3. Sign & Address It. All you then need do is sign and address your letter [you can add to the MS Word file if you wish to before printing out].

4. Letter Drop Off. Then just drop off your signed and addressed objection letter into one of the shops mentioned [above] by 12 Midday Mon 5th September.

5. We’ll do the rest!

Tuesday, 16 August 2011

New Tesco Superstore Planning Documents Now 'Live' For Scrutiny

To alert you to the fact that the latest application by Tesco to build a superstore on the cattle market site in Tenbury is now 'live' online for your scrutiny. The store is an 'A1' class superstore - which means that it could easily include [or add at a future date without great issue] a pharmacy, post office and hardware/homewares on top of the large range of discounted food goods it will stock. This of course could potentially affect a large percentage of the remaining embattled shops in the town instead of just the food shops which we feared on the last application. If you wish to look available documents over then you can do so by undertaking the following:

1. Firstly go online and copy-in the following address to your browser:

This should take you to Malvern's Planning Application seach page.

2. The tap in the following reference for the new application in the 'Application Number' box: 11/00887/FUL

This is defined as: "Erection of Class A1 Food Store, Associated Car Parking, Open Space and Landscaping and Access Improvement Works" [They will have to apply separately again to try to demolish the Old Infirmary Building - which we'd expect at the 11th hour so that as few people could digest it and offer-up objections as possible].

This should then display a page titled: "Planning Application Summary", to look through documentation look on the left hand side of the page where you should see a set of blue links to follow-up/review.

3. These documents are also available at Tenbury Library for review as hardcopies too (where you can take photocopies for more in depth scrutiny if you wish). When we spoke with the duty planner there today she assured us that as she was posting the 'Planning Application' signs around and near the site today and that this will allow the required 21 days from today's date [16th August] for individuals and organisations to formally object in writing or e-mails to them. The likelyhood though as this is such a massive development that the process will be open more like 13 weeks.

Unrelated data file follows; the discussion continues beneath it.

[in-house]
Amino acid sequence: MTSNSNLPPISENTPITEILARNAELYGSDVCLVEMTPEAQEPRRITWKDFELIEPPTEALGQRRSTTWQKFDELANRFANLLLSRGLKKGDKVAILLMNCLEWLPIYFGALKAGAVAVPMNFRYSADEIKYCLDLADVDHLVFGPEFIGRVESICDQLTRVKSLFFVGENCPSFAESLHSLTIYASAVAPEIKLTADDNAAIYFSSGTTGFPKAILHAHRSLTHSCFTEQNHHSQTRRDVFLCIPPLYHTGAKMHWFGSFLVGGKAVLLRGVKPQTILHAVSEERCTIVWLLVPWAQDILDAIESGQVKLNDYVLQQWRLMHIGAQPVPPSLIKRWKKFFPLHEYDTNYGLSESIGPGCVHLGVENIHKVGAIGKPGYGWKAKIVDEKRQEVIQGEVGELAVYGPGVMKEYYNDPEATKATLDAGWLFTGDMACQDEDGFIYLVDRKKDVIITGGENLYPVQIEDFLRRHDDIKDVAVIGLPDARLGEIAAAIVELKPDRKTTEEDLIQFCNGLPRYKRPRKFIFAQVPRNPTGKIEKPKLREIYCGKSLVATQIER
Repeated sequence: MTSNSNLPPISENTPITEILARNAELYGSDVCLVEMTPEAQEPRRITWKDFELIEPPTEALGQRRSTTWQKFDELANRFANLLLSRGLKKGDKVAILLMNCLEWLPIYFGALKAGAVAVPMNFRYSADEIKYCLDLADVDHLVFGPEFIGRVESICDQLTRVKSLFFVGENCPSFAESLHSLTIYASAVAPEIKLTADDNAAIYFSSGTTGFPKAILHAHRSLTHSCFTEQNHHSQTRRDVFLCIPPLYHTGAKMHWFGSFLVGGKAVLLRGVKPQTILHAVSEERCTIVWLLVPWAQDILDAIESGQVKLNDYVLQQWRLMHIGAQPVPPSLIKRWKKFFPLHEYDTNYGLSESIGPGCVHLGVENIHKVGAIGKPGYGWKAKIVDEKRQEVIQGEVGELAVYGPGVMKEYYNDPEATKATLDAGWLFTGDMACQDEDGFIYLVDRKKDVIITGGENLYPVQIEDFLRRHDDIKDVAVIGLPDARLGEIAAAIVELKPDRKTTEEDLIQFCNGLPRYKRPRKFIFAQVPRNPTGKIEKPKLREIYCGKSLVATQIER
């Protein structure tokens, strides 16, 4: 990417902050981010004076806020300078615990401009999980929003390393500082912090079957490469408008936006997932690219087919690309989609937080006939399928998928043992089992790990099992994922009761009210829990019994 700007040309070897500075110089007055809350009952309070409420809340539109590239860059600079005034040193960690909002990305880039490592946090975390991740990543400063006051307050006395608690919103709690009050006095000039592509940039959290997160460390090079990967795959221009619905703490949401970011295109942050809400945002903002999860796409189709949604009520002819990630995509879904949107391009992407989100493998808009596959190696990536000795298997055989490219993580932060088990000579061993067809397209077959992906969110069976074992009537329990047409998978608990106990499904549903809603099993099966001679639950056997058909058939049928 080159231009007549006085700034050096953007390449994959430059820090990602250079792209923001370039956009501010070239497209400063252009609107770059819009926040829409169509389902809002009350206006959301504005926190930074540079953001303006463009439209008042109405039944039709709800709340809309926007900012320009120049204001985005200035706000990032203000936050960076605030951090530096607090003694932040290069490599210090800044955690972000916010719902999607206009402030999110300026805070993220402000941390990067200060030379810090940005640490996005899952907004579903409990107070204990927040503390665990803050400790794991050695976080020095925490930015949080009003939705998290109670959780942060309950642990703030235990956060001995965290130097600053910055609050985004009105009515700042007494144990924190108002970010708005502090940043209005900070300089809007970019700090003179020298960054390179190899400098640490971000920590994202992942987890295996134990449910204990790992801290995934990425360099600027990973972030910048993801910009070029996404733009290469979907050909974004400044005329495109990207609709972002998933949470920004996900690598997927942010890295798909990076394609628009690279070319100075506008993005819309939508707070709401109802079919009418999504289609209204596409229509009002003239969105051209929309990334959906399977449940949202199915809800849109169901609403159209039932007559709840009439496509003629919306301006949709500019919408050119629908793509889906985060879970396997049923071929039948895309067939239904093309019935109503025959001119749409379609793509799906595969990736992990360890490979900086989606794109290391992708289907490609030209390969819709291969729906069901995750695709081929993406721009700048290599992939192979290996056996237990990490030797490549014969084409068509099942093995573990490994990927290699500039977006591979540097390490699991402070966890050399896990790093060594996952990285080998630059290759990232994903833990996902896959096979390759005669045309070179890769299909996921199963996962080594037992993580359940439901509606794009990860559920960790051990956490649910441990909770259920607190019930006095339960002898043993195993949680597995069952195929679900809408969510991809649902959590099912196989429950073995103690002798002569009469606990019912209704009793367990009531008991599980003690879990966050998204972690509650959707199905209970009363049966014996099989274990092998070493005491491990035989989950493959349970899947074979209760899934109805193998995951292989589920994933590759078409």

4. Objection Letter Pro Formas
We're presently pouring through the documents ourselves in order that we get a full picture of the new application. In the first instance we'd encourage individuals to write to MHDC's planners themselves explaining their concerns and objections. We must be clear though in that only letters dealing with planning-related issues will be taken forward to formal objections [i.e. emotive or passionate requests that Tenbury be left alone will not be counted as a formal 'planning objection' (although we'd understand the temptation).

If this all seems a bit of a minefield of documents and forms then we'll soon upload a pro-forma objection letter addressing the salient concerns on the Tenbury Futures blog site [and we'll alert you that we've done so] that you can simply just print, sign and send or drop in to a local highstreet shop. This proved a very effective method of getting a large number [apparently over 800 people locally] to object formally in writing which had a very definite sway from such a small community on the last occasion.

5. And Finally
There is much discussion in the town about this potential Tesco taking over from Tesco's home delivery van operation that currently operates out of the Ludlow store. This may account for the fact that the proposed new Tenbury store [pop 3,500] is even bigger than the last. Needless to say, if this happens then the additional strain on town and bridge traffic would be tremendous on top of that we already forcast.

Tesco's are more than happy to change the use of their stores once they've been built and indeed did just that at Tetbury in the Cotswolds. They'd sold their plan to the town as creating a large number of shop floor retail jobs. Within months of opening though the Tetbury store closed much of it's floorspace and turned the rest over to warehousing which supported it's Tesco Home online catalog business. The consequence of course was that less staff were required on site and the staff were thinned-down to a small fraction of the original number with most of the remainder put on to short term or part time contracts. It does make one look at the new site's massive floorspace in an entirely new way..